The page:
But though the two industries have seen their heydays and hardships, the dynamics of the natural gas boom today leave local businesses more optimistic about the future of the industry. And because the two industries are so closely related, many from producers to drillers to equipment specialists have made successful transitions from drilling for oil 20 years ago to drilling for natural gas today.

Goldsberry, of oil and gas producers Goldsberry Operating Co., in Shreveport, has been in the business for 47 years the first 37 mostly in oil, the past 10 in natural gas. He switched to natural gas because prices seemed more stable at the time.

Cottle joined Petrochem Operating Co. in February after 20 years at a packaging plant and five years rough-necking on an oil rig in Cotton Valley before that.

The 46-year-old checks wells, takes readings and makes sure they're operating properly. It's different work from his days on the rig, but Cottle regards his new job as a better opportunity, by comparison.

During the most recent oil boom, prices started climbing from $3.25 a barrel in 1973 to around $30 a barrel in the early 1980s, Allen said. That would change as then-U.S. President Ronald Reagan saw oil prices as a way to damage the Soviet Union's oil and gas-heavy economy, said Don Briggs, president of the Louisiana Oil and Gas Association.

Reagan made a deal with Saudi Arabia to flood the world market in oil in order to drive its price down and destroy Russia's exporting economy, he said. But the Soviet Union's economy wasn't the only one affected.

Prices for oil dropped to $9 a barrel in 1986, Allen said. The U.S. went from more than 4,000 rigs running at the start of 1982 to less than the 1,700 running today.

In Oil City, Allen remembered the local grocery store going out of business, as well as an insurance company and a restaurant. Some of the local producers went out of business, too.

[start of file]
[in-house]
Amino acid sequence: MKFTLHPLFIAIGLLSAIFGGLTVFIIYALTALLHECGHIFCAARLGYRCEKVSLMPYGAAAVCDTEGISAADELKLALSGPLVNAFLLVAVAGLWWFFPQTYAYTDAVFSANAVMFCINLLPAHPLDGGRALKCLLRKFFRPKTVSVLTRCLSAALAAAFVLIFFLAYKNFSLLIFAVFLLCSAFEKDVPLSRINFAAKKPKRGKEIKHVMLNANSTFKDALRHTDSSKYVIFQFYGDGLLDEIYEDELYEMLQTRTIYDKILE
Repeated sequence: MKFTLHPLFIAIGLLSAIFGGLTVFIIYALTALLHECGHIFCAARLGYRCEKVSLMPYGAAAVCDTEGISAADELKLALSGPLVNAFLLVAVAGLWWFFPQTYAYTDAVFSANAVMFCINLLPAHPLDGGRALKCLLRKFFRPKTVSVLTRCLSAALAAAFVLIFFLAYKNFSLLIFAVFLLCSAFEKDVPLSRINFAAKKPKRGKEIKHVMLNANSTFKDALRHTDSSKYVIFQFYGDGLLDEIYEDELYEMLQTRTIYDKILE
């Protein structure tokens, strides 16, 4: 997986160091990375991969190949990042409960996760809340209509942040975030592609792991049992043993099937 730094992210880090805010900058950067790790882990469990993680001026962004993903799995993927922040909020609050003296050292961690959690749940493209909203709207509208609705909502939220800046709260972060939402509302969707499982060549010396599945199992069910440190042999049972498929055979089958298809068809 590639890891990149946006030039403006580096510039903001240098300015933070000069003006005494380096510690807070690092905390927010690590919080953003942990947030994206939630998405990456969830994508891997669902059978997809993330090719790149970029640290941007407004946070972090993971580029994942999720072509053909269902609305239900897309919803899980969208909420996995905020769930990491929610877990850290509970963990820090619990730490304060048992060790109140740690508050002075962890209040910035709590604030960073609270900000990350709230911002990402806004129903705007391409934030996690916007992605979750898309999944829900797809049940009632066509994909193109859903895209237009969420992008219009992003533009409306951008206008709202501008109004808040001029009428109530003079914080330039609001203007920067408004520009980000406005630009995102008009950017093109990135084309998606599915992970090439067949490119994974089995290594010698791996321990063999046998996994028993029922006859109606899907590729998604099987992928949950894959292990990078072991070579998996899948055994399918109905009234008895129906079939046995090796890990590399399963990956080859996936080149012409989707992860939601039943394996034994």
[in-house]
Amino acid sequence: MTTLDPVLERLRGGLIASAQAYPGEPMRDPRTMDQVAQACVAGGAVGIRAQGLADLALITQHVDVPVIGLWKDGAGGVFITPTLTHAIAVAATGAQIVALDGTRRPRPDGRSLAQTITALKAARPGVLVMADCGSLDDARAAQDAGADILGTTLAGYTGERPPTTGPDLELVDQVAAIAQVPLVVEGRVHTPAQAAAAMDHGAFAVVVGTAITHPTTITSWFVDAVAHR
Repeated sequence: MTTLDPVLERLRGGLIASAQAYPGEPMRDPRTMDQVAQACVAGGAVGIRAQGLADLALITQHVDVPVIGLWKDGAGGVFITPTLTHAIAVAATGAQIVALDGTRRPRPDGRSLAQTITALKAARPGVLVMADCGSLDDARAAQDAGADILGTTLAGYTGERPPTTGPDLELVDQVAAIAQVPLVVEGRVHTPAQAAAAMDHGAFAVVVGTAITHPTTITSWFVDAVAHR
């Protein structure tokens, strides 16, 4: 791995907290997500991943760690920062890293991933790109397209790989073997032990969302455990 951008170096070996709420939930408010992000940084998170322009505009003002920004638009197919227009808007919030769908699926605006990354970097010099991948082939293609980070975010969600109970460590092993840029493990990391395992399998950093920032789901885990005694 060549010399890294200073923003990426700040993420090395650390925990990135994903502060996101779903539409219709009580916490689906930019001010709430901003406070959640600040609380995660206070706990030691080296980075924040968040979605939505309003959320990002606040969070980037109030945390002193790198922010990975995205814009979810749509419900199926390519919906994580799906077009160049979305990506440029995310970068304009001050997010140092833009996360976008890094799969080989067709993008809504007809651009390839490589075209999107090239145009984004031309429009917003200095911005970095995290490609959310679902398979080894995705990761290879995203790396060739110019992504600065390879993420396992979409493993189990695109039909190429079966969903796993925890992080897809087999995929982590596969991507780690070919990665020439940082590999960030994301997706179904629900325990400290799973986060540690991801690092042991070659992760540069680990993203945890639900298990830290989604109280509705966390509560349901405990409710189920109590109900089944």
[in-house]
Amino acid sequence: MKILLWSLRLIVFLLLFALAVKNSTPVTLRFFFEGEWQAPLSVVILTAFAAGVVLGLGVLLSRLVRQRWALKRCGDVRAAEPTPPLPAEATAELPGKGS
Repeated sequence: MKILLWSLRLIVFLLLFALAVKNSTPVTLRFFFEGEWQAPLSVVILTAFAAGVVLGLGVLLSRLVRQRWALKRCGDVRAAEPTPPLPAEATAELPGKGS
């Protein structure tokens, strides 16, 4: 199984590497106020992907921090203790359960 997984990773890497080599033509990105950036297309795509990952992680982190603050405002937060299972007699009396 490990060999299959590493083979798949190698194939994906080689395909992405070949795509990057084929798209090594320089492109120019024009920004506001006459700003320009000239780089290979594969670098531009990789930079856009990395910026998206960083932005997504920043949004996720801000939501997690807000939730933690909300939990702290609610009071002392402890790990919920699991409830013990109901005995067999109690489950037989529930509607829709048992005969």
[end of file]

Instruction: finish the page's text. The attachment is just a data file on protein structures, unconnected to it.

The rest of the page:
Banks that had loans with producers took huge hits, he said. Many closed down their oil and gas lending departments altogether. And many severed their ties to oil businesses, said Dickie Jester, an oil veteran who now is vice president of gas supply with Laser Midstream Co., a gas gathering company in Shreveport.

Natural gas has been in what is now Caddo and Bossier parishes since it started forming roughly 400 million years ago. But until 2000 it just wasn't economical to drill for it, experts said.

In October 1976, the average monthly price for 1,000 cubic feet of natural gas was 62 cents, according to The U.S. Energy Information Administration. In October 2005, it was just under $11.

In the mid-1800s, people in Shreveport first started manufacturing natural gas from burning pine knots, said Laura McLemore, archivist at LSUS' Noel Memorial Library. In 1870, gas was first discovered in Caddo Parish, she added.

Evidence of that: United Gas Pipeline Co. (which began as United Gas Corp. before a spinoff) moved into its 10-story Shreveport headquarters in 1940 on Fairfield Avenue what is now the State Office Building.

However, in 1975 the last of 400 employees were transferred to the new headquarters in Houston. Similarly, another big player, Texas Eastern, announced in 1977 that its 450 employees would move from the Shreveport headquarters to Houston. Texas Eastern had been in Shreveport for 30 years.

Today, even though oil prices remain high, local companies are overwhelmingly drilling for and producing natural gas, Allen said. And because the local economy has diversified considerably, it should not take too large a hit if ever they no longer feel it's economical to do so.

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